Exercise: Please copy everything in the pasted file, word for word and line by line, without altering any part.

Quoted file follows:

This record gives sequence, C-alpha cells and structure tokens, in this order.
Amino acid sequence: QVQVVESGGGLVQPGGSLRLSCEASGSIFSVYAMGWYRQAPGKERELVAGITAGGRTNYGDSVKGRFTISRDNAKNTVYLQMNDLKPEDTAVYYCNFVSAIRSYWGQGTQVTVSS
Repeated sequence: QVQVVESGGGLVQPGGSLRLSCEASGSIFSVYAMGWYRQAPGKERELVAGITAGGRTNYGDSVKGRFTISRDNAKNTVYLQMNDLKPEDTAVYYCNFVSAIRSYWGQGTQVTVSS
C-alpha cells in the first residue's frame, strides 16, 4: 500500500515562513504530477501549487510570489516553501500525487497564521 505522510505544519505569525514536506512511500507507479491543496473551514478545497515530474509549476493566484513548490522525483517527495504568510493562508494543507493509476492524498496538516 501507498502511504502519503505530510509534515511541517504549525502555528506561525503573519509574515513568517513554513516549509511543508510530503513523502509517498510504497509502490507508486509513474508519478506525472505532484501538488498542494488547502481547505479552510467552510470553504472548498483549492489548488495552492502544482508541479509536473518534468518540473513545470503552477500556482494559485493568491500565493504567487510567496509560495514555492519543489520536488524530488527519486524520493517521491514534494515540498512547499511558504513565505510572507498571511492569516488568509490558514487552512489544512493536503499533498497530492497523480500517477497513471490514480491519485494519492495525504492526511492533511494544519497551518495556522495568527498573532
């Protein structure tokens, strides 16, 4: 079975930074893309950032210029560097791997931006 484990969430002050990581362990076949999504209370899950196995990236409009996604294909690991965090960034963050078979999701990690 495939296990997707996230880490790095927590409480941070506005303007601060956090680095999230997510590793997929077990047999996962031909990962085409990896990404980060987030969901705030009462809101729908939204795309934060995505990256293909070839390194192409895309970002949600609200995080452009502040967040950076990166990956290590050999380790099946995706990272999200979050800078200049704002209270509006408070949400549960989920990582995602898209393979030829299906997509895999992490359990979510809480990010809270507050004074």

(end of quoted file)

This record gives sequence, C-alpha cells and structure tokens, in this order.
Amino acid sequence: QVQVVESGGGLVQPGGSLRLSCEASGSIFSVYAMGWYRQAPGKERELVAGITAGGRTNYGDSVKGRFTISRDNAKNTVYLQMNDLKPEDTAVYYCNFVSAIRSYWGQGTQVTVSS
Repeated sequence: QVQVVESGGGLVQPGGSLRLSCEASGSIFSVYAMGWYRQAPGKERELVAGITAGGRTNYGDSVKGRFTISRDNAKNTVYLQMNDLKPEDTAVYYCNFVSAIRSYWGQGTQVTVSS
C-alpha cells in the first residue's frame, strides 16, 4: 500500500515562513504530477501549487510570489516553501500525487497564521 505522510505544519505569525514536506512511500507507479491543496473551514478545497515530474509549476493566484513548490522525483517527495504568510493562508494543507493509476492524498496538516 501507498502511504502519503505530510509534515511541517504549525502555528506561525503573519509574515513568517513554513516549509511543508510530503513523502509517498510504497509502490507508486509513474508519478506525472505532484501538488498542494488547502481547505479552510467552510470553504472548498483549492489548488495552492502544482508541479509536473518534468518540473513545470503552477500556482494559485493568491500565493504567487510567496509560495514555492519543489520536488524530488527519486524520493517521491514534494515540498512547499511558504513565505510572507498571511492569516488568509490558514487552512489544512493536503499533498497530492497523480500517477497513471490514480491519485494519492495525504492526511492533511494544519497551518495556522495568527498573532
């Protein structure tokens, strides 16, 4: 079975930074893309950032210029560097791997931006 484990969430002050990581362990076949999504209370899950196995990236409009996604294909690991965090960034963050078979999701990690 495939296990997707996230880490790095927590409480941070506005303007601060956090680095999230997510590793997929077990047999996962031909990962085409990896990404980060987030969901705030009462809101729908939204795309934060995505990256293909070839390194192409895309970002949600609200995080452009502040967040950076990166990956290590050999380790099946995706990272999200979050800078200049704002209270509006408070949400549960989920990582995602898209393979030829299906997509895999992490359990979510809480990010809270507050004074």